When I die, I want one of these next three pictures sitting on my casket at the funeral!
At the lunch stop on Day 1:
We rubbed this elephant stem to stern with the black mud. Thai Elephant Home elephants have the best skin in Thailand.
When the guides showed the photos to all of us after the ride, these next two were particular favorites, eliciting much laughter from our group. I had no idea I was making those faces. I look like Grumpy Cat.
The mahouts made leaf hats for us. Greg looked particularly fetching in his.
My little girl is not so little any more.
I posted this one on Facebook, and several people have already said it should make the family Christmas card.
This last shot was taken just after our last ride. You can see the elephants walking away, back down to the paddock. You cannot see–but they are there–the tears in my eyes.
What more can I say? A 16 part blog with hundreds of photos–maybe I should just shut up.
No way! It’s time for random observations.
Things that tickle: elephant kisses and fish spas.
Immigration officials can ruin your day in a heartbeat.
The man reading the paper is always the boss.
Tea that is designed to “restore balance” to your body will taste like crap.
Planting rice is backbreaking work.
Smart toilets are fun!
Thai massages hurt.
A Bangkok driver needs 10 eyes.
An elephant makes a big poop.
Men can go to war over a two-foot tall jade statue.
Red ants and beef are delicious.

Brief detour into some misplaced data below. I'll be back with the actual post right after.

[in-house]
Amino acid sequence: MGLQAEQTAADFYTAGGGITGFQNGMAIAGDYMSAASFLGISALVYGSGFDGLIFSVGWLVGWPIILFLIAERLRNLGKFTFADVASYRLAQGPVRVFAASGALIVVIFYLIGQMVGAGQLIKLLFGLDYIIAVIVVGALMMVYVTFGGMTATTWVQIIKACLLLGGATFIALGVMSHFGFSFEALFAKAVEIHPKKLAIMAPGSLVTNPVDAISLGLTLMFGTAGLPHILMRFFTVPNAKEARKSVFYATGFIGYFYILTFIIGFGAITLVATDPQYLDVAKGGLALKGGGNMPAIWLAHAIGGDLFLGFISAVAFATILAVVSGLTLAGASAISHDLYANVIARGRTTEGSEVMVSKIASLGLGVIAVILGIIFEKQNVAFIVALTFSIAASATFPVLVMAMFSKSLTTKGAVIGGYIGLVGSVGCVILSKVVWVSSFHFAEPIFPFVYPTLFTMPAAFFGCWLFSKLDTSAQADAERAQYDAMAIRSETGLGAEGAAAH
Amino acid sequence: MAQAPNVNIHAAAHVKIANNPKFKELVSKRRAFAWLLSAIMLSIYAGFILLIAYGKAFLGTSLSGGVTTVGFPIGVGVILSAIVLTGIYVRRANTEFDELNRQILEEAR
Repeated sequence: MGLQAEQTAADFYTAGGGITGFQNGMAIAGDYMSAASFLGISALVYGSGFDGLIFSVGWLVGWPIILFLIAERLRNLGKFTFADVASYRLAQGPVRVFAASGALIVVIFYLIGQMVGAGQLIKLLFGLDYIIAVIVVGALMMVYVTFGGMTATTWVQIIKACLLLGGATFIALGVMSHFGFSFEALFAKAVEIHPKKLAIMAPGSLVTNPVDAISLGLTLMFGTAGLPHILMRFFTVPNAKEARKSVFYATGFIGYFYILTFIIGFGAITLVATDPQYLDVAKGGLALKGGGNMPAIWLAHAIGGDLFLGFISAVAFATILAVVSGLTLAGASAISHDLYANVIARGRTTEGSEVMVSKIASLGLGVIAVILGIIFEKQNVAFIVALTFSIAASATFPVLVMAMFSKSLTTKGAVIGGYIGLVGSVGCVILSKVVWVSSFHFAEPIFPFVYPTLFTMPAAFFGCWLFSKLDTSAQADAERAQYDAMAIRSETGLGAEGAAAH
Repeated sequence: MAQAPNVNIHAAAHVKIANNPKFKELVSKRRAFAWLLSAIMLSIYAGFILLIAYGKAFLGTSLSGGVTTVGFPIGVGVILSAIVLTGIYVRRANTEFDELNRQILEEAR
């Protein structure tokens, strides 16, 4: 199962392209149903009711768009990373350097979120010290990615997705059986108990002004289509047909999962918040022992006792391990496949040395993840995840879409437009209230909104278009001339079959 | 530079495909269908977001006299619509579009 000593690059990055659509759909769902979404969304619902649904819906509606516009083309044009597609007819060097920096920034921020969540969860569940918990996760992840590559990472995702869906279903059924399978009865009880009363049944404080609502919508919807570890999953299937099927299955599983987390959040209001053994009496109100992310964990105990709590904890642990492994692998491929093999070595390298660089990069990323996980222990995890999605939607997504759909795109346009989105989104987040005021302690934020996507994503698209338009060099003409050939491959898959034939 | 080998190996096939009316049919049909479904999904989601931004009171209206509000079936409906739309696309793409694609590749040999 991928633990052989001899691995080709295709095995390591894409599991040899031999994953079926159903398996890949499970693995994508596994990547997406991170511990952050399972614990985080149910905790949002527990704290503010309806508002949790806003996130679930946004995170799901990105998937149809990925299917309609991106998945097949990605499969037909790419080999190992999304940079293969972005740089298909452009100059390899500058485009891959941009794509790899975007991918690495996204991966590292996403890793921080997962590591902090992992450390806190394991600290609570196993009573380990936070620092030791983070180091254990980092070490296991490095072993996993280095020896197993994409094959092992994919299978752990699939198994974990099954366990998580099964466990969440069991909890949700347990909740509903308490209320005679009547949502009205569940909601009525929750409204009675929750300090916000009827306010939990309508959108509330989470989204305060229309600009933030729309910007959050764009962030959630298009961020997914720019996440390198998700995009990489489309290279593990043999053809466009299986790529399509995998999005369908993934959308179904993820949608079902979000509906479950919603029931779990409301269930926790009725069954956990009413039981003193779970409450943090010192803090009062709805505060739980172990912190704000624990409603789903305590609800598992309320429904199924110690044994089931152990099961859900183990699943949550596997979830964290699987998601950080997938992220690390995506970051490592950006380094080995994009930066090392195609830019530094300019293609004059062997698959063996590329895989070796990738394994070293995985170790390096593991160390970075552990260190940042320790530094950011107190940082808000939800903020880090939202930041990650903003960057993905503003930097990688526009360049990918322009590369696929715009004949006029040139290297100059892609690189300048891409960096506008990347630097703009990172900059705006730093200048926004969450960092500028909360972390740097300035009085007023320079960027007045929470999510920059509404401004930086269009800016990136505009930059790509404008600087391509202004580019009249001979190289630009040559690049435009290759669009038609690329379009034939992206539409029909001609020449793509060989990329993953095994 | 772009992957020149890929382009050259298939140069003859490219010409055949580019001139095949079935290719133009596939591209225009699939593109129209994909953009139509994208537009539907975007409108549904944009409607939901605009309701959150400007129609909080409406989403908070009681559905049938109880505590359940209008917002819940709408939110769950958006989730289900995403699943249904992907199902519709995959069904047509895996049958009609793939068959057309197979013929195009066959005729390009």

Roaches crawling on your feet are not fun.
Mangosteens are the second best fruit in the world, right behind the Arkansas Elberta peach.
It’s Myanmar, not Burma!
I would be remiss if I did not mention our travel agents at Asia Transpacific Journeys. We decided to interview them after researching on the internet. We exchanged emails and had one phone conversation with their consultant, Jen Boyd. She asked us detailed questions about what kind of travelers we are and what our expectations were. After that, she produced the initial itinerary, which wowed us immediately. It was just what we wanted! We never interviewed any other companies. When someone “gets you,” you go with it! Their services were first rate in every way. We never had to wonder what was going to happen next. Every guide and driver showed up on time and in place. If you want professionals to customize a journey to Asia for you, I recommend them whole-heartedly. http://www.asiatranspacific.com/
Genene is getting ready to start middle school in two days. She is going to Awty International School, which will be a big sea-change from life at our local public elementary school where she happily spent the last six years. Awty is popular with the expat community, and people from more than 50 nations attend the school. I hope Genene’s travels will stand her in good stead at Awty. We are all very nervous and excited about the changes. Can vacation help with education? I know it certainly is a lot of fun, but maybe she is learning something too, if only how to say hello in several languages.
Back to our journey for just a moment: the people we met along the way were so friendly and warm. In particular, the Cambodians keep sticking in my mind. How can they greet everyone with such warm, friendly and open faces when the scar of genocide is still so fresh? They speak of it openly, in the hope that it can never happen again. I hope and pray they are right.
Will I buy another shirt made in Thailand? I’m sure that I will, but I will never do it again without thinking of the man who sews them day in and day out.
As for Amparo and Polo, “We’ll always have Siem Reap.” (I love Casablanca.)
I hope that someday Korea can be one so that all the torn families can be reunited.
I hope that Borin gets his house.
I hope that TJ remembers me when I come to ride her again.